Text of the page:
The increasing popularity of Jewish "fraternities" is dividing opinion on campuses across the country.
Students at UJS conference earlier this month voted to condemn the groups, accusing them of being "exclusive" and "sexist".
In the past year, many campuses have witnessed the launch of clubs replicating the US Greek system which has often featured in comedy films such as Old School.
The north American system sees brotherhoods and sisterhoods live in designated houses on campuses. Several are Jewish, with their own histories and traditions; Facebook founder Mark Zuckerberg was once a member of the Jewish fraternity Alpha Epsilon Pi, which now has branches in the UK.
Influential in helping alumni build friendships and develop professional contacts, fraternities are also famed for elitism and setting would-be members tough initiation challenges.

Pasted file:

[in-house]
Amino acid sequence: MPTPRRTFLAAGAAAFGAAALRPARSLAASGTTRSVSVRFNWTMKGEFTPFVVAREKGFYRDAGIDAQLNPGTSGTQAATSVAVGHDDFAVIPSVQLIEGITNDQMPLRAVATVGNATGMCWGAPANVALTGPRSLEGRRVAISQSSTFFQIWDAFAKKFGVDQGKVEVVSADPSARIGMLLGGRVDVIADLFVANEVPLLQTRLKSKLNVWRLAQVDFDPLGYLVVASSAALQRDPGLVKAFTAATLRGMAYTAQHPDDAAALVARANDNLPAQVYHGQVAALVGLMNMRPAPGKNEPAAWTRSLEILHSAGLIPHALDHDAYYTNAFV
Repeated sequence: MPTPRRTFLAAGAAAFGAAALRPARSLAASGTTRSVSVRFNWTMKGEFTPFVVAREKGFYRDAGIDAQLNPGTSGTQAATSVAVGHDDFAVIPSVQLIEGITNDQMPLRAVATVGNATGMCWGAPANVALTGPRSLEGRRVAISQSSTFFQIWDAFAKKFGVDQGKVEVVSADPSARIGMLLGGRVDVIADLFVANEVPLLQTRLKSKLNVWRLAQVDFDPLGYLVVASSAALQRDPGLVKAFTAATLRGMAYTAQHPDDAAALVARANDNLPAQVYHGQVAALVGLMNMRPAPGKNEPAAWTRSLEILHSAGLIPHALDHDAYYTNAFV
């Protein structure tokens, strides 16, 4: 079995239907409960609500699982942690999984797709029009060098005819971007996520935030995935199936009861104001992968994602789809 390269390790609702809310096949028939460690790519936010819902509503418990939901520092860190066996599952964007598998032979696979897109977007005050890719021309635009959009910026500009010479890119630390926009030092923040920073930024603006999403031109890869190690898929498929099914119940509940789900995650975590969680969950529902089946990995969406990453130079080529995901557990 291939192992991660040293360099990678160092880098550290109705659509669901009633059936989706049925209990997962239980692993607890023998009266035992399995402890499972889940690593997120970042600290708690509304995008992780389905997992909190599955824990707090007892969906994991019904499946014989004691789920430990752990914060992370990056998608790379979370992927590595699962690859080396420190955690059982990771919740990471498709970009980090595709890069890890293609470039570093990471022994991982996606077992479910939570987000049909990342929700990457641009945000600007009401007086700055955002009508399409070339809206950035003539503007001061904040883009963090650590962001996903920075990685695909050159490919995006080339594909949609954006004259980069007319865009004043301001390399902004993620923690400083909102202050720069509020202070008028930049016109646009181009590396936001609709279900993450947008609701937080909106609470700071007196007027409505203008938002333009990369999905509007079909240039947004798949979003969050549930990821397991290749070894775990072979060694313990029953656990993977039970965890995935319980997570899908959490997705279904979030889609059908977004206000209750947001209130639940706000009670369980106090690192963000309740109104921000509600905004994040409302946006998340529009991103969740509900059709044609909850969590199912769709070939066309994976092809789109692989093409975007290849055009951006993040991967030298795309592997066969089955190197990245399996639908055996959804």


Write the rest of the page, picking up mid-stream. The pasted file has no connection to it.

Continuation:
The conference motion was proposed by JSoc members from Leeds and Birmingham, where the groups are thriving. It condemned the fraternities' existence, and stated: "At the core of UJS is diversity and equality, and as such our union cannot support organisations which do not share these values."
Delegates also expressed concerns that some fraternities were using facilities that might otherwise be utilised by a university's Jewish society and available to all students.
Aran Clayton, president of the Leeds chapter of Alpha Epsilon Pi, admitted it was a men-only group adopting "special rituals" and exclusive meetings.
But he stressed that planned events, from themed Shabbat dinners to club nights, football matches and charity fundraisers, would be open to all.
He said UJS's stance was due to "a lack of understanding. We are not here to take their people away."
Mr Clayton said fraternities offered a new opportunity for students who tend to stay away from JSoc events to get involved in a Jewish organisation.
UJS president Dan Grabiner said he strongly disagreed with organisations which work with the union having exclusive memberships. He said female students, and those from different Jewish backgrounds, must be welcome.
Mr Grabiner added: "We are in the 21st century and everyone should have equal opportunities."